LAW5386 - Health law and human rights - 2017

6 points, SCA Band 3, 0.125 EFTSL

Postgraduate - Unit

Refer to the specific census and withdrawal dates for the semester(s) in which this unit is offered.



Quota applies

Postgraduate programs are based on a model of small group teaching and therefore class sizes need to be restricted.

Not offered in 2017


For postgraduate Law discontinuation dates, please see

For postgraduate Law unit timetables, please see

Previously coded as LAW7431


This unit will address a range of human rights that arise in the context of contemporary health law, including:

  • Examination of Article 12 of the International Covenant on Economic, Social and Cultural Rights and in particular General Comment No 14, 'The Right to the Highest Attainable Standard of Health;
  • Analysis of the role of the Special Rapporteur on the Right of Everyone to the Enjoyment of the Highest Attainable Standard of Physical and Mental Health;
  • Scrutiny of the impact and potential impact upon health service provision of the Charter of Human Rights and Responsibilities Act 2005 (Vic);
  • Scrutiny of the human rights role of modern public health law;
  • Examination of the human rights repercussions of the distinctions for different purposes in law, medicine and ethics between life and death;
  • Analysis of the role of the living and dead body in contemporary Australia, identifying important human rights decisions in relation to the status of body parts, blood, and trafficking in potentially valuable tissues, amongst other things relevant to post-mortem reproduction;
  • Identification of contemporary controversies internationally about rights to have life support turned off and food and water withheld in the context of persistent vegetative states and other like conditions;
  • Review of the law in relation to euthanasia, both active and passive, comparing Australia's Northern Territory initiative with the Medical Treatment (Physician Assisted Dying) Bill 2008 (Vic), as well as changes to physician-assisted suicide in The Netherlands, Belgium, Switzerland and Oregon;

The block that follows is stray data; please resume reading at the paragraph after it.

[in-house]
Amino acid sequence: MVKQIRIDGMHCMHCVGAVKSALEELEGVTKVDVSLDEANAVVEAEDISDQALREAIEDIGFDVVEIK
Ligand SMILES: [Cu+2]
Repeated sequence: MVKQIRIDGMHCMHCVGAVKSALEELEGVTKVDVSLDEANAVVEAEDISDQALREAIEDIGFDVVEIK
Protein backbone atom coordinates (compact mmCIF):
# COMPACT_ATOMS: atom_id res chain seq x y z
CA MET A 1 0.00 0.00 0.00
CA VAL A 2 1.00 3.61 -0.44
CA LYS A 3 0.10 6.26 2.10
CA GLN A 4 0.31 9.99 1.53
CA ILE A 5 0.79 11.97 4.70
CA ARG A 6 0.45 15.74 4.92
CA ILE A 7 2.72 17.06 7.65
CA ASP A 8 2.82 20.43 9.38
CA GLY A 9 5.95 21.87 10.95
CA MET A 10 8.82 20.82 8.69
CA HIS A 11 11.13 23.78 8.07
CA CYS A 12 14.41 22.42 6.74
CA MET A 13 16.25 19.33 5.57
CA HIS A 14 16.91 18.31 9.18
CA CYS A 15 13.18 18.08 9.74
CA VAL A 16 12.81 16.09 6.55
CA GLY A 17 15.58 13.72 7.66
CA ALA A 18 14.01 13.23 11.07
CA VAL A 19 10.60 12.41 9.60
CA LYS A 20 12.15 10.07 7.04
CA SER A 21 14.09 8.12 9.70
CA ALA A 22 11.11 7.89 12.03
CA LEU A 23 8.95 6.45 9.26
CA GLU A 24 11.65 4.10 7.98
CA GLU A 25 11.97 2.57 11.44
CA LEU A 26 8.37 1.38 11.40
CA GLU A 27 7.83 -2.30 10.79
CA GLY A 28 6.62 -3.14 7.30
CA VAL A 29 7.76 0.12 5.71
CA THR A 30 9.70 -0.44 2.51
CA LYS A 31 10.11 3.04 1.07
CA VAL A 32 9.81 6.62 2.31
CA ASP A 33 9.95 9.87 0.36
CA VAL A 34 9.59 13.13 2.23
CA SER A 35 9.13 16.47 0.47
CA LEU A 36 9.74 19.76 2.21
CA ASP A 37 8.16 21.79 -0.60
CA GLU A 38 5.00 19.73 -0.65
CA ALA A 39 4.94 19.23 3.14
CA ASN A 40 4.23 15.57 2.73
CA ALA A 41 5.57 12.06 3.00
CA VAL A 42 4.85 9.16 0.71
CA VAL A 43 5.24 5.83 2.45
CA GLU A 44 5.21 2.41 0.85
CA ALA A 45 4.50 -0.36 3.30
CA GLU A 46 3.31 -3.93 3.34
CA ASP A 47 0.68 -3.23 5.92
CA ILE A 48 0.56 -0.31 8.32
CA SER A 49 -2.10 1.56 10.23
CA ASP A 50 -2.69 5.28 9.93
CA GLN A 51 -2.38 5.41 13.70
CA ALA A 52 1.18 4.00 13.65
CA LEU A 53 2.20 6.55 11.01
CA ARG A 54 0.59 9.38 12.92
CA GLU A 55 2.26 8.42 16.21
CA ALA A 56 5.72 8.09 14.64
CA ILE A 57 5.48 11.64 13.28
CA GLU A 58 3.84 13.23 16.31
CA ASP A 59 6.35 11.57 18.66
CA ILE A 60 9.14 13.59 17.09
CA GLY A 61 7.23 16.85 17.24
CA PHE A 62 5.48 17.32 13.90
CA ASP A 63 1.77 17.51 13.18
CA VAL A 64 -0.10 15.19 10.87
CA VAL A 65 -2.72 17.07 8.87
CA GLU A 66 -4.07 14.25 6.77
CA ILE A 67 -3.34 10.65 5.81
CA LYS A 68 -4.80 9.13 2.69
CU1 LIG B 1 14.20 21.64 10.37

• Review of the role of the coroner in contemporary Australia as an investigator of death, including the rights of next of kin to object to exhumations and autopsies and to assert an entitlement to the convening of inquests;
  • Identification of major controversies arising from the Patel and Shipman scandals and questions the effectiveness of the coroner as a public health official;
  • Review of the complex rights of patients and medical staff in relation to wrongful birth, wrongful life and wrongful death actions;
  • Examination of litigants' health rights in relation to the provision of sound quality and adequately resourced treatment; and
  • Exploration of the contemporary role of the viatical industry in protecting or exploiting the rights of persons with terminal illnesses.


  1. Understanding of international and local human rights framework for provision of contemporary health services in Australia.
  2. Awareness of human rights issues in relation to provision of treatment and entitlement to treatment.
  3. Awareness of law in relation to health privacy and critical incident review committee workings.
  4. Understanding of distinctions in relation to human rights issues between life and death.
  5. Understanding of the concept and repercussions of the body as property, in a variety of rights contexts including burial, cremation, organ donation and post-mortem reproduction.
  6. Sophisticated understanding of the relevance to the law of human rights in relation to the turning off of life support and physician-assisted suicide and euthanasia.
  7. Understanding of the law of no further resuscitation.
  8. Awareness of the role of the coroner as a decision-maker in relation to rights to autopsy, exhumation; inquests and decision-making about causes of death.
  9. Understanding of rights issues in coronial practices, findings, and recommendations.
  10. Acquaintance with the viatical industry.
  11. Understanding of rights issues in wrongful life, wrongful birth and wrongful death actions.


Research assignment (3,750 words): 50%

Take-home examination (3,750 words): 50%


Assignment (7,500 words): 100%

Workload requirements

24 contact hours per semester (either intensive, semi-intensive or semester long, depending on the Faculty resources, timetabling and requirements). Students will be expected to do reading set for class, and to undertake additional research and reading applicable to a 6 credit point unit.